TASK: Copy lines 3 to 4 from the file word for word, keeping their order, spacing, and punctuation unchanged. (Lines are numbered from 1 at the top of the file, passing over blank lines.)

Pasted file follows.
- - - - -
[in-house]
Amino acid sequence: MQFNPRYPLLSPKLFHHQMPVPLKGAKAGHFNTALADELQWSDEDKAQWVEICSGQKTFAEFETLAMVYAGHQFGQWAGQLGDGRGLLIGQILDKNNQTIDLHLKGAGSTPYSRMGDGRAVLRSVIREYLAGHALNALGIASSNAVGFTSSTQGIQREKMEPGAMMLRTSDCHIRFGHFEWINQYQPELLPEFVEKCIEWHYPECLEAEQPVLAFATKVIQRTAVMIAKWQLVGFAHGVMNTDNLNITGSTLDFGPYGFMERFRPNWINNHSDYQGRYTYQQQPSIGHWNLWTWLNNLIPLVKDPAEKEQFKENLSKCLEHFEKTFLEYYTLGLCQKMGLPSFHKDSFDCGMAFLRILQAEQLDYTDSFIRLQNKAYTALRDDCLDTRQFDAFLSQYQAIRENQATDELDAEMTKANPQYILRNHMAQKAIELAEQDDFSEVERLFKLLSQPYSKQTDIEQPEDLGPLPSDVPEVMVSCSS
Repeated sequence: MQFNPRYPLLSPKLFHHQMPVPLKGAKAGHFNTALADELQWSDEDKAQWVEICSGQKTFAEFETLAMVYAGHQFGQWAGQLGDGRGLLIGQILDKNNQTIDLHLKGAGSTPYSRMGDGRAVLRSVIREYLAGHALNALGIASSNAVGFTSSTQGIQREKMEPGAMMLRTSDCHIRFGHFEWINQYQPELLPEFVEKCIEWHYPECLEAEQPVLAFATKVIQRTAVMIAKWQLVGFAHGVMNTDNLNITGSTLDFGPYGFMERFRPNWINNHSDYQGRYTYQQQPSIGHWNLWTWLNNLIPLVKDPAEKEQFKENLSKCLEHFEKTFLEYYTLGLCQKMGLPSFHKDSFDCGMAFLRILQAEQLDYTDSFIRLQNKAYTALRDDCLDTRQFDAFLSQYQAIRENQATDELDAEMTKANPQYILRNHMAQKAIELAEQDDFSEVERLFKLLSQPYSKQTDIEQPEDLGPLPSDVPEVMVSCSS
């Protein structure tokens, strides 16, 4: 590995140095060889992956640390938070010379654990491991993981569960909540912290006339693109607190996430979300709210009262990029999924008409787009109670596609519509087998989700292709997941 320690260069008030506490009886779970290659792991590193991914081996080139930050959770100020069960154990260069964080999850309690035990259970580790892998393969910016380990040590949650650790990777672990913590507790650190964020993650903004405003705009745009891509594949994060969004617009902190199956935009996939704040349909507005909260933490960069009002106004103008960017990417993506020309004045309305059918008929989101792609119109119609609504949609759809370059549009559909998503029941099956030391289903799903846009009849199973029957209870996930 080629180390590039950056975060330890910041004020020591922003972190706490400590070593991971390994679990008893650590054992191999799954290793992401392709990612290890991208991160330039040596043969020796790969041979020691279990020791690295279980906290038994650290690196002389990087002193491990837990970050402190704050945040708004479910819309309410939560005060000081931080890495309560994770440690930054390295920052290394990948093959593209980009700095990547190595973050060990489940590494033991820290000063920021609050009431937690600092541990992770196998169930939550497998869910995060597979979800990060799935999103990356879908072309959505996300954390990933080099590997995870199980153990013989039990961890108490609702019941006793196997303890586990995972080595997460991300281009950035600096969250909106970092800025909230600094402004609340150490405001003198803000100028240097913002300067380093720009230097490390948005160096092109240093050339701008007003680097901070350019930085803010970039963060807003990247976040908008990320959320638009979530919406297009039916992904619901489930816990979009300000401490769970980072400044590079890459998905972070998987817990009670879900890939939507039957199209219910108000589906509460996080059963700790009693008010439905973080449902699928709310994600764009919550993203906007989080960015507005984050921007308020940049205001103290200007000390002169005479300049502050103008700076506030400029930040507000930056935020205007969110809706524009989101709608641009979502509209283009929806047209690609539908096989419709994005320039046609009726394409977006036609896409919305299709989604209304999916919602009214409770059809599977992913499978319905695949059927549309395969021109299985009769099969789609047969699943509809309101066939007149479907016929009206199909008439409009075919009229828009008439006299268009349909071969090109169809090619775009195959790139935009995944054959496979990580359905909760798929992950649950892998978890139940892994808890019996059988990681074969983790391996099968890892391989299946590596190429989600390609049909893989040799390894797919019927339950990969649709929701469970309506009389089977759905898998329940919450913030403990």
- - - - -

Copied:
Repeated sequence: MQFNPRYPLLSPKLFHHQMPVPLKGAKAGHFNTALADELQWSDEDKAQWVEICSGQKTFAEFETLAMVYAGHQFGQWAGQLGDGRGLLIGQILDKNNQTIDLHLKGAGSTPYSRMGDGRAVLRSVIREYLAGHALNALGIASSNAVGFTSSTQGIQREKMEPGAMMLRTSDCHIRFGHFEWINQYQPELLPEFVEKCIEWHYPECLEAEQPVLAFATKVIQRTAVMIAKWQLVGFAHGVMNTDNLNITGSTLDFGPYGFMERFRPNWINNHSDYQGRYTYQQQPSIGHWNLWTWLNNLIPLVKDPAEKEQFKENLSKCLEHFEKTFLEYYTLGLCQKMGLPSFHKDSFDCGMAFLRILQAEQLDYTDSFIRLQNKAYTALRDDCLDTRQFDAFLSQYQAIRENQATDELDAEMTKANPQYILRNHMAQKAIELAEQDDFSEVERLFKLLSQPYSKQTDIEQPEDLGPLPSDVPEVMVSCSS
């Protein structure tokens, strides 16, 4: 590995140095060889992956640390938070010379654990491991993981569960909540912290006339693109607190996430979300709210009262990029999924008409787009109670596609519509087998989700292709997941 320690260069008030506490009886779970290659792991590193991914081996080139930050959770100020069960154990260069964080999850309690035990259970580790892998393969910016380990040590949650650790990777672990913590507790650190964020993650903004405003705009745009891509594949994060969004617009902190199956935009996939704040349909507005909260933490960069009002106004103008960017990417993506020309004045309305059918008929989101792609119109119609609504949609759809370059549009559909998503029941099956030391289903799903846009009849199973029957209870996930 080629180390590039950056975060330890910041004020020591922003972190706490400590070593991971390994679990008893650590054992191999799954290793992401392709990612290890991208991160330039040596043969020796790969041979020691279990020791690295279980906290038994650290690196002389990087002193491990837990970050402190704050945040708004479910819309309410939560005060000081931080890495309560994770440690930054390295920052290394990948093959593209980009700095990547190595973050060990489940590494033991820290000063920021609050009431937690600092541990992770196998169930939550497998869910995060597979979800990060799935999103990356879908072309959505996300954390990933080099590997995870199980153990013989039990961890108490609702019941006793196997303890586990995972080595997460991300281009950035600096969250909106970092800025909230600094402004609340150490405001003198803000100028240097913002300067380093720009230097490390948005160096092109240093050339701008007003680097901070350019930085803010970039963060807003990247976040908008990320959320638009979530919406297009039916992904619901489930816990979009300000401490769970980072400044590079890459998905972070998987817990009670879900890939939507039957199209219910108000589906509460996080059963700790009693008010439905973080449902699928709310994600764009919550993203906007989080960015507005984050921007308020940049205001103290200007000390002169005479300049502050103008700076506030400029930040507000930056935020205007969110809706524009989101709608641009979502509209283009929806047209690609539908096989419709994005320039046609009726394409977006036609896409919305299709989604209304999916919602009214409770059809599977992913499978319905695949059927549309395969021109299985009769099969789609047969699943509809309101066939007149479907016929009206199909008439409009075919009229828009008439006299268009349909071969090109169809090619775009195959790139935009995944054959496979990580359905909760798929992950649950892998978890139940892994808890019996059988990681074969983790391996099968890892391989299946590596190429989600390609049909893989040799390894797919019927339950990969649709929701469970309506009389089977759905898998329940919450913030403990």